By 2030, New Jersey’s 60+ population is projected to reach 2.5 million, representing 25.7 percent of the entire state population. To meet the requirements of the Older Americans Act and prepare for the changing needs of its substantial older adult population, New Jersey’s Division of Aging and Community Services created and submitted this four-year state aging plan.
The plan focuses on empowering New Jersey’s growing older adult population by enabling them to make informed decisions regarding their own care options while accessing a system of services that promotes independence and well-being. New Jersey’s Division of Aging and Community Services established five principles to ensure all efforts and initiatives of the Division meet the needs of its senior population. These guiding principles are leadership, advocacy, consumer direction, cultural competency, and quality assurance and improvement.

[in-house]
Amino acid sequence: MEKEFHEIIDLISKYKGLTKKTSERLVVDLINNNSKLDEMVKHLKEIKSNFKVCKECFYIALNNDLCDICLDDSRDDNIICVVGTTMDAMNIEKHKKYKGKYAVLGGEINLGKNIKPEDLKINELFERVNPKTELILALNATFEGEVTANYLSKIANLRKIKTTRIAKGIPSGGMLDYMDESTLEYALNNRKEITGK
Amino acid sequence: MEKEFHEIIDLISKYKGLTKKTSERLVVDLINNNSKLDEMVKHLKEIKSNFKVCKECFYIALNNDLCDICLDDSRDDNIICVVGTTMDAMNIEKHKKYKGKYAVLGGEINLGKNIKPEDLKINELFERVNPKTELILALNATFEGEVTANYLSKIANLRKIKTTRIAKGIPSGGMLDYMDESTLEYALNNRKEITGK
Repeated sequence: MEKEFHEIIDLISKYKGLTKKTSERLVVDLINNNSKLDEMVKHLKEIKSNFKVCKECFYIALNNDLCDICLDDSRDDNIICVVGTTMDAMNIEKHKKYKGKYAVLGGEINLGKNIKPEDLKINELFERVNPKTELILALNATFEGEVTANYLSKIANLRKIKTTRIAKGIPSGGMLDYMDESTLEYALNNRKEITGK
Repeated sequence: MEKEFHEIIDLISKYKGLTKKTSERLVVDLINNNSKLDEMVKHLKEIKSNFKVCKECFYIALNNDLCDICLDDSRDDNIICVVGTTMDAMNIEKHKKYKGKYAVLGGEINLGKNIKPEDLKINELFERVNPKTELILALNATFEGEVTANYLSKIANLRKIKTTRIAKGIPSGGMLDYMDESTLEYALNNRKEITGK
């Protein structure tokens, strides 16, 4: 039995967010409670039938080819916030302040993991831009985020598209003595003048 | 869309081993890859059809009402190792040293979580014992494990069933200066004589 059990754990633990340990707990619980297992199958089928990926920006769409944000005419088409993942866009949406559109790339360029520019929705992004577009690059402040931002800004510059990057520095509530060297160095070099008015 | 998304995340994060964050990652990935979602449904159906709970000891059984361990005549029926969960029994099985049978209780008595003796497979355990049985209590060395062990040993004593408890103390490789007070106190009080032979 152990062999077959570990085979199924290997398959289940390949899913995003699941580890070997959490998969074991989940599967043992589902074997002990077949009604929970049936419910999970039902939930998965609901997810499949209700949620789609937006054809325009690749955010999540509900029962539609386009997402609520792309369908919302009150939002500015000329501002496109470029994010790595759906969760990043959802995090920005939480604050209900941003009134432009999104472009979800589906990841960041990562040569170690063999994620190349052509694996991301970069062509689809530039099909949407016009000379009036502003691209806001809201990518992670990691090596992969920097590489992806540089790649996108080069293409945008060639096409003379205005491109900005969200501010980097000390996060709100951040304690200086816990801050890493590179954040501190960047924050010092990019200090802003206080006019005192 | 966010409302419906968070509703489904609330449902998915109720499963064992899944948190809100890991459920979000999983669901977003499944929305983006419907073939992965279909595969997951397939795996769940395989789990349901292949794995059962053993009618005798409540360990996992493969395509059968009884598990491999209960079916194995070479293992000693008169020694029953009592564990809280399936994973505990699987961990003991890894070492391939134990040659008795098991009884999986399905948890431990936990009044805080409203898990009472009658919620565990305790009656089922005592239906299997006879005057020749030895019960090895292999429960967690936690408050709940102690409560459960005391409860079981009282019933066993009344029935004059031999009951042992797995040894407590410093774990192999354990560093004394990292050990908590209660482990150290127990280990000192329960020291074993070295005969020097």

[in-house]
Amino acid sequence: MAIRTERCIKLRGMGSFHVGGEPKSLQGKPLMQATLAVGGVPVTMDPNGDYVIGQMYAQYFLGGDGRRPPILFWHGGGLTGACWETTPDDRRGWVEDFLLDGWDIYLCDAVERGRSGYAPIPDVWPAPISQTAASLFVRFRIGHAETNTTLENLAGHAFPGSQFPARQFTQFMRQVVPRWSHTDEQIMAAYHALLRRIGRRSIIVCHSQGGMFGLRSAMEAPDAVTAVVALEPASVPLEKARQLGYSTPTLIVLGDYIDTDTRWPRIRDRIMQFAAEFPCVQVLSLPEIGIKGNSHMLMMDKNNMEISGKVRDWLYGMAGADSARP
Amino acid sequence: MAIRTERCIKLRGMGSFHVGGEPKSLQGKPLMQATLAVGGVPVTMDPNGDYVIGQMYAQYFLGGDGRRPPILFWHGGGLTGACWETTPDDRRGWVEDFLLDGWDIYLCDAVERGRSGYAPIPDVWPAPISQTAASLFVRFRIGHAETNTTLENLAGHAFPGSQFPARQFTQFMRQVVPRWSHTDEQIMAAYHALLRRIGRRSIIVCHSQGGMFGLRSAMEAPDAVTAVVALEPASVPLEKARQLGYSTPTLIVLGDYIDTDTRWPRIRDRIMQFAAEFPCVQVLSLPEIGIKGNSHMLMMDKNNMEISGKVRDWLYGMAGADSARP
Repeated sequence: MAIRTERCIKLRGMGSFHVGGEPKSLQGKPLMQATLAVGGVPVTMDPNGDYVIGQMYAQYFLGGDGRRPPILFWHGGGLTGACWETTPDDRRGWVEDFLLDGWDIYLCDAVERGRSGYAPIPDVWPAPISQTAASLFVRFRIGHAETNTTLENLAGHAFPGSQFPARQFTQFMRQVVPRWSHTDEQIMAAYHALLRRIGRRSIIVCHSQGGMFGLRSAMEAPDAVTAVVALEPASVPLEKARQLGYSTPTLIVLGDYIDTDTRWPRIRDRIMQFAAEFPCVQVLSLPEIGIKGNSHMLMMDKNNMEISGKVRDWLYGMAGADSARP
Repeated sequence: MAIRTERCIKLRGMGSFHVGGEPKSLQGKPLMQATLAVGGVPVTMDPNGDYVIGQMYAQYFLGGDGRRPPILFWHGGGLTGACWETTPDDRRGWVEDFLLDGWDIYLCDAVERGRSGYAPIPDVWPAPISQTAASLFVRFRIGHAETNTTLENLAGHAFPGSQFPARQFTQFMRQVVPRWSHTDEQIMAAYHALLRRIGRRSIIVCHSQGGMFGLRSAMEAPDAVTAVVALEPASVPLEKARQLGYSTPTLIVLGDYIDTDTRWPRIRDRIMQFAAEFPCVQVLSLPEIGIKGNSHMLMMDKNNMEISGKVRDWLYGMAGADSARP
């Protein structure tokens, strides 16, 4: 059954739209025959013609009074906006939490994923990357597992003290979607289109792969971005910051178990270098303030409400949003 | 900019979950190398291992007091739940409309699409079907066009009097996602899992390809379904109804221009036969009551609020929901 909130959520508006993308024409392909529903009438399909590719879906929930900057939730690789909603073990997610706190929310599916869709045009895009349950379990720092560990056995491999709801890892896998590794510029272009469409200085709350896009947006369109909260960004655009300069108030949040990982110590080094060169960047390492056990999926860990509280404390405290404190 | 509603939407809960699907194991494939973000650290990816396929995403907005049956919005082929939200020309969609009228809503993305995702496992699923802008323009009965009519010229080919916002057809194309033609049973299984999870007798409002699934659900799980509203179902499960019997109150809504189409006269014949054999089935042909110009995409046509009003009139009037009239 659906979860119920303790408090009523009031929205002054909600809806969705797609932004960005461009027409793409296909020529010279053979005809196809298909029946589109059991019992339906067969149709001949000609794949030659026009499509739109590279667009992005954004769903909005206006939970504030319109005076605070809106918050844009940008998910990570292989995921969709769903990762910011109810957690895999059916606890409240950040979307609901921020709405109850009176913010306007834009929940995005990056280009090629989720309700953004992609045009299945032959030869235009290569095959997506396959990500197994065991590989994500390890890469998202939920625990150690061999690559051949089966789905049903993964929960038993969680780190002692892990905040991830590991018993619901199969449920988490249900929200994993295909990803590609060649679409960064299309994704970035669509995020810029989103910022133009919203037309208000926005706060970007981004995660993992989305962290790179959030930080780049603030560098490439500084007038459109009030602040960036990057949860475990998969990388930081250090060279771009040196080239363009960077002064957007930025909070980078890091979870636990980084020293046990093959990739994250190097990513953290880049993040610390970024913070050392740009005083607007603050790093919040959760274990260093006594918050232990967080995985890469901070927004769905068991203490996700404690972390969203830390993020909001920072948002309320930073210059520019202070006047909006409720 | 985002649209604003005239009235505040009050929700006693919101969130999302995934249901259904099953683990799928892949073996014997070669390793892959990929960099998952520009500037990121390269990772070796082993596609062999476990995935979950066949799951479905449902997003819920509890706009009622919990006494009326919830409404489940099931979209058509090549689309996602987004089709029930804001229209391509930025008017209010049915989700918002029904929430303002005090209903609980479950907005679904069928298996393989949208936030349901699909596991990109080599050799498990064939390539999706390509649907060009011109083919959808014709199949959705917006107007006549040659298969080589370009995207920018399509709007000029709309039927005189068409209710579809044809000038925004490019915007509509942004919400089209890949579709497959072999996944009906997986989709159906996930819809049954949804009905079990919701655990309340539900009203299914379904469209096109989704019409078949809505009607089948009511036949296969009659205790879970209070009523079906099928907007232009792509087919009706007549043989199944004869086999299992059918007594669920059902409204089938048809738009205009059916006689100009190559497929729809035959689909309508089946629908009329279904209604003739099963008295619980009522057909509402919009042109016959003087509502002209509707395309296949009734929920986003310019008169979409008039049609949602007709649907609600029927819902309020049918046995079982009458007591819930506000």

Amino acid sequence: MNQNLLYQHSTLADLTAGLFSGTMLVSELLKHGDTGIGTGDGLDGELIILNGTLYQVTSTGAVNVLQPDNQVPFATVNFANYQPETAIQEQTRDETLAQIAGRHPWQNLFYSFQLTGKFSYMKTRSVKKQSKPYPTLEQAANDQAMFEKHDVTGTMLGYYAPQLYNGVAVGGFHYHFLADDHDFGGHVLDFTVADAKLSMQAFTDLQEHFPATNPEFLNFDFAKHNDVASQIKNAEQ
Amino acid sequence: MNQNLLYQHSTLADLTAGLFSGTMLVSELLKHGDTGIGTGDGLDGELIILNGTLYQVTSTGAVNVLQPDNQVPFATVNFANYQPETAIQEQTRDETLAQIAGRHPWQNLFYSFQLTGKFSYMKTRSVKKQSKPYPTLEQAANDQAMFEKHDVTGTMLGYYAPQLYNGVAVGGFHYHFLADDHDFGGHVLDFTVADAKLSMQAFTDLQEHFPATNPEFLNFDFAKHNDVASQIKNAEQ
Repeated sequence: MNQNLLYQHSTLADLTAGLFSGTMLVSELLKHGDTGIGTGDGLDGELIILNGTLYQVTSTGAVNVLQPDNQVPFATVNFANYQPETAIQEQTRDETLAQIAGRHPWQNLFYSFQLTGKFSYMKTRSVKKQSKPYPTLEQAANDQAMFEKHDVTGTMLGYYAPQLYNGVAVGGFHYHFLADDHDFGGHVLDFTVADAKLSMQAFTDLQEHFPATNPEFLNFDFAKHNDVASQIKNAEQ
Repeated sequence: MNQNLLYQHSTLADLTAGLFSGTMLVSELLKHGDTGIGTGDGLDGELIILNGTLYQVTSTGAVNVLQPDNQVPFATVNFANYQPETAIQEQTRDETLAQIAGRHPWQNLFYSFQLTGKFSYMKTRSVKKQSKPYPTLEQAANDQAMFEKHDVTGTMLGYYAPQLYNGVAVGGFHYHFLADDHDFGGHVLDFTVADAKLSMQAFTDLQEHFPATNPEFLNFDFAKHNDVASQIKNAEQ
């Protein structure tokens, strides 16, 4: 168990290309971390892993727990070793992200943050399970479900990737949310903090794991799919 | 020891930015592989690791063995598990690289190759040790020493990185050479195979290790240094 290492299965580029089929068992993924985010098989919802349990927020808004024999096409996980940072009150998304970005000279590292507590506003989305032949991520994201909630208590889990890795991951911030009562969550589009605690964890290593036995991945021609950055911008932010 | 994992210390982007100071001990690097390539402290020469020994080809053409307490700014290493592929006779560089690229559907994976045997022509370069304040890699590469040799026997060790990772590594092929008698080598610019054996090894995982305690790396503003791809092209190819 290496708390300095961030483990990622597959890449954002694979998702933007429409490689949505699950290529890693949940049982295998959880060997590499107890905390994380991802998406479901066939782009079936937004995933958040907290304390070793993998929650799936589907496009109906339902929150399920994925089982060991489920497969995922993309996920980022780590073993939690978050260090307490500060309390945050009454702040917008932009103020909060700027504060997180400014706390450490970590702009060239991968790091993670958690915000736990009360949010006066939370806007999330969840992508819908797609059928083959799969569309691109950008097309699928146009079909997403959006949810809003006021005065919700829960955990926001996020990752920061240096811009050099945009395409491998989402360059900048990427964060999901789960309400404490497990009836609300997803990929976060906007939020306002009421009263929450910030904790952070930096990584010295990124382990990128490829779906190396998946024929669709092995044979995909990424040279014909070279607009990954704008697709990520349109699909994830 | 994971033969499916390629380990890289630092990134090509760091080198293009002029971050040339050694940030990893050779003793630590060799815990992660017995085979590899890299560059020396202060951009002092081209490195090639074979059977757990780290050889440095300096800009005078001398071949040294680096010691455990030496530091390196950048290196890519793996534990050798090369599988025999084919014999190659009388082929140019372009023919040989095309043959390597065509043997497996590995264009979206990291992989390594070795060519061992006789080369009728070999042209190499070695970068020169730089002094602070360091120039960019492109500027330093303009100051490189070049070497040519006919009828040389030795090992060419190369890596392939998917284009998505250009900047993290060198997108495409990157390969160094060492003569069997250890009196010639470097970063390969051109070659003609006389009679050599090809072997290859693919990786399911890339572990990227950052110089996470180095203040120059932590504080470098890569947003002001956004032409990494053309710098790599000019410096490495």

Other plan highlights include:
- New Jersey’s Division of Aging and Community Services distributed more than 40,000 copies of “A Guide to Community-Based and Long Term Care in New Jersey” to encourage older adults and caregivers to plan for future long-term care needs.
- New Jersey’s Nutrition Program for the Elderly provides more than 6 million meals to seniors each year, serving about 63,000 seniors at home or nutrition sites across the state.
- The Division of Aging and Community Services has partnered with the state’s Offices of Emergency Management to implement disaster response plans that consider the special needs of frail elderly.
How to Use
The plan provides an extensive overview of the goals of New Jersey’s Division on Aging and Community Services, as well as the steps New Jersey is taking to accommodate the changing needs of its growing older adult cohort. Planners and local officials can use this plan to gain an understanding of how New Jersey intends to meet the needs of its older adult population that highly values independence, dignity, and choice.
View full report: New Jersey State Plan on Aging – 2009–2013 (PDF – 1.5 MB)